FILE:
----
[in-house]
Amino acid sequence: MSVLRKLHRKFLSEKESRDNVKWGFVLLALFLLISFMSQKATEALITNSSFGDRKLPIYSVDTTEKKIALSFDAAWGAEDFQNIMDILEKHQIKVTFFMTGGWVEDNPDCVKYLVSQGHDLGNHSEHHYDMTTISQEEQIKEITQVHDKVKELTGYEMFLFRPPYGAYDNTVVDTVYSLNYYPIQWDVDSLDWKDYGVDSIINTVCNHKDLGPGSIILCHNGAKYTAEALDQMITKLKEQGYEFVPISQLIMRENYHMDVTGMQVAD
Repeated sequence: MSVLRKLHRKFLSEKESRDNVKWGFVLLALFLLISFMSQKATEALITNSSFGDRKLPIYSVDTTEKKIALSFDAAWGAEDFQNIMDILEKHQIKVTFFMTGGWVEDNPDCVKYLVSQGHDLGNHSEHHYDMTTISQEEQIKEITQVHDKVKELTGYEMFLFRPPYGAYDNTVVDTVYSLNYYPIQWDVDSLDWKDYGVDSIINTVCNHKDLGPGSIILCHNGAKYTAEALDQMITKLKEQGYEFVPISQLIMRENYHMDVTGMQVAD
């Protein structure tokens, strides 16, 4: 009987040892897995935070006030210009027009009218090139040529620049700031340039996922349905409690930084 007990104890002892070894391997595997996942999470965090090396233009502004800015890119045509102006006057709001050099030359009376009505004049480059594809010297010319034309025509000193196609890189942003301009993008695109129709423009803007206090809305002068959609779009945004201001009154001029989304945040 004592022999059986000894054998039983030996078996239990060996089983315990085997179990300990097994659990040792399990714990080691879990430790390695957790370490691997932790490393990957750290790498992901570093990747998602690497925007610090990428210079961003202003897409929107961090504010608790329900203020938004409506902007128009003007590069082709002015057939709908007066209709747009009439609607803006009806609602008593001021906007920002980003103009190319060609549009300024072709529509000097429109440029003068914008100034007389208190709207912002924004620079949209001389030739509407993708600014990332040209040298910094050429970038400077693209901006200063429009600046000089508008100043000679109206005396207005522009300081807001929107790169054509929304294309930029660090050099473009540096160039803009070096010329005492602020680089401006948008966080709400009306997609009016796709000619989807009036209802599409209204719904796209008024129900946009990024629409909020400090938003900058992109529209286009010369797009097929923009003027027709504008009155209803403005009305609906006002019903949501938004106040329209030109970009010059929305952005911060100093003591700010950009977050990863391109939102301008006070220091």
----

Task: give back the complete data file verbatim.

[in-house]
Amino acid sequence: MSVLRKLHRKFLSEKESRDNVKWGFVLLALFLLISFMSQKATEALITNSSFGDRKLPIYSVDTTEKKIALSFDAAWGAEDFQNIMDILEKHQIKVTFFMTGGWVEDNPDCVKYLVSQGHDLGNHSEHHYDMTTISQEEQIKEITQVHDKVKELTGYEMFLFRPPYGAYDNTVVDTVYSLNYYPIQWDVDSLDWKDYGVDSIINTVCNHKDLGPGSIILCHNGAKYTAEALDQMITKLKEQGYEFVPISQLIMRENYHMDVTGMQVAD
Repeated sequence: MSVLRKLHRKFLSEKESRDNVKWGFVLLALFLLISFMSQKATEALITNSSFGDRKLPIYSVDTTEKKIALSFDAAWGAEDFQNIMDILEKHQIKVTFFMTGGWVEDNPDCVKYLVSQGHDLGNHSEHHYDMTTISQEEQIKEITQVHDKVKELTGYEMFLFRPPYGAYDNTVVDTVYSLNYYPIQWDVDSLDWKDYGVDSIINTVCNHKDLGPGSIILCHNGAKYTAEALDQMITKLKEQGYEFVPISQLIMRENYHMDVTGMQVAD
């Protein structure tokens, strides 16, 4: 009987040892897995935070006030210009027009009218090139040529620049700031340039996922349905409690930084 007990104890002892070894391997595997996942999470965090090396233009502004800015890119045509102006006057709001050099030359009376009505004049480059594809010297010319034309025509000193196609890189942003301009993008695109129709423009803007206090809305002068959609779009945004201001009154001029989304945040 004592022999059986000894054998039983030996078996239990060996089983315990085997179990300990097994659990040792399990714990080691879990430790390695957790370490691997932790490393990957750290790498992901570093990747998602690497925007610090990428210079961003202003897409929107961090504010608790329900203020938004409506902007128009003007590069082709002015057939709908007066209709747009009439609607803006009806609602008593001021906007920002980003103009190319060609549009300024072709529509000097429109440029003068914008100034007389208190709207912002924004620079949209001389030739509407993708600014990332040209040298910094050429970038400077693209901006200063429009600046000089508008100043000679109206005396207005522009300081807001929107790169054509929304294309930029660090050099473009540096160039803009070096010329005492602020680089401006948008966080709400009306997609009016796709000619989807009036209802599409209204719904796209008024129900946009990024629409909020400090938003900058992109529209286009010369797009097929923009003027027709504008009155209803403005009305609906006002019903949501938004106040329209030109970009010059929305952005911060100093003591700010950009977050990863391109939102301008006070220091």